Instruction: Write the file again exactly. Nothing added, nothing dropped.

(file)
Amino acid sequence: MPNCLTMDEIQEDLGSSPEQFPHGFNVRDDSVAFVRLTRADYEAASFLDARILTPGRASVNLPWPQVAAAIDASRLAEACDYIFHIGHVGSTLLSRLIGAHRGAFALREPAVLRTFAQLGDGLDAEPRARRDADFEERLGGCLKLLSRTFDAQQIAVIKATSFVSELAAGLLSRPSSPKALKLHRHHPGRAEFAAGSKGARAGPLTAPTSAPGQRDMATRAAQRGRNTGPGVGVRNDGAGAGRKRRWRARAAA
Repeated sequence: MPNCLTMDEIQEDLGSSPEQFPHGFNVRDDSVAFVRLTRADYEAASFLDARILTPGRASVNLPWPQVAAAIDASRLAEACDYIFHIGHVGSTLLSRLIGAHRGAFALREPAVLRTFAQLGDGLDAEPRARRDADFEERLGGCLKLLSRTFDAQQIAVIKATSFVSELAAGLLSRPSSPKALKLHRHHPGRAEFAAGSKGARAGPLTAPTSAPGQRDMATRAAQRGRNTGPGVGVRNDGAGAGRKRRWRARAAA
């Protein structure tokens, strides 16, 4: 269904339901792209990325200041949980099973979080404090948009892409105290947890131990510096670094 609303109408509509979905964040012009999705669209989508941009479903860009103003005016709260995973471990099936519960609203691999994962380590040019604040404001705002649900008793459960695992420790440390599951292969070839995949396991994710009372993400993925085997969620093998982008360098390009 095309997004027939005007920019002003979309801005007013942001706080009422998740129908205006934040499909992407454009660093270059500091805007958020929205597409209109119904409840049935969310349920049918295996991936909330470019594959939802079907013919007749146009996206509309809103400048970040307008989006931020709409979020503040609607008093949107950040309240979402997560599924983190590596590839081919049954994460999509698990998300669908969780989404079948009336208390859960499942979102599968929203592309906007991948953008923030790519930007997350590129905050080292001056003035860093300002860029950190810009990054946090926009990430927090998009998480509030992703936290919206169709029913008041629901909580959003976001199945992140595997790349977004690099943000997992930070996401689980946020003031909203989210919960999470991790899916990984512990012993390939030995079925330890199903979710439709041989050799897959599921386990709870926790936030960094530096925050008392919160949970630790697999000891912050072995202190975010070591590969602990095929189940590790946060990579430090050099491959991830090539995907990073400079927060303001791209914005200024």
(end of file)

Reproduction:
Amino acid sequence: MPNCLTMDEIQEDLGSSPEQFPHGFNVRDDSVAFVRLTRADYEAASFLDARILTPGRASVNLPWPQVAAAIDASRLAEACDYIFHIGHVGSTLLSRLIGAHRGAFALREPAVLRTFAQLGDGLDAEPRARRDADFEERLGGCLKLLSRTFDAQQIAVIKATSFVSELAAGLLSRPSSPKALKLHRHHPGRAEFAAGSKGARAGPLTAPTSAPGQRDMATRAAQRGRNTGPGVGVRNDGAGAGRKRRWRARAAA
Repeated sequence: MPNCLTMDEIQEDLGSSPEQFPHGFNVRDDSVAFVRLTRADYEAASFLDARILTPGRASVNLPWPQVAAAIDASRLAEACDYIFHIGHVGSTLLSRLIGAHRGAFALREPAVLRTFAQLGDGLDAEPRARRDADFEERLGGCLKLLSRTFDAQQIAVIKATSFVSELAAGLLSRPSSPKALKLHRHHPGRAEFAAGSKGARAGPLTAPTSAPGQRDMATRAAQRGRNTGPGVGVRNDGAGAGRKRRWRARAAA
């Protein structure tokens, strides 16, 4: 269904339901792209990325200041949980099973979080404090948009892409105290947890131990510096670094 609303109408509509979905964040012009999705669209989508941009479903860009103003005016709260995973471990099936519960609203691999994962380590040019604040404001705002649900008793459960695992420790440390599951292969070839995949396991994710009372993400993925085997969620093998982008360098390009 095309997004027939005007920019002003979309801005007013942001706080009422998740129908205006934040499909992407454009660093270059500091805007958020929205597409209109119904409840049935969310349920049918295996991936909330470019594959939802079907013919007749146009996206509309809103400048970040307008989006931020709409979020503040609607008093949107950040309240979402997560599924983190590596590839081919049954994460999509698990998300669908969780989404079948009336208390859960499942979102599968929203592309906007991948953008923030790519930007997350590129905050080292001056003035860093300002860029950190810009990054946090926009990430927090998009998480509030992703936290919206169709029913008041629901909580959003976001199945992140595997790349977004690099943000997992930070996401689980946020003031909203989210919960999470991790899916990984512990012993390939030995079925330890199903979710439709041989050799897959599921386990709870926790936030960094530096925050008392919160949970630790697999000891912050072995202190975010070591590969602990095929189940590790946060990579430090050099491959991830090539995907990073400079927060303001791209914005200024």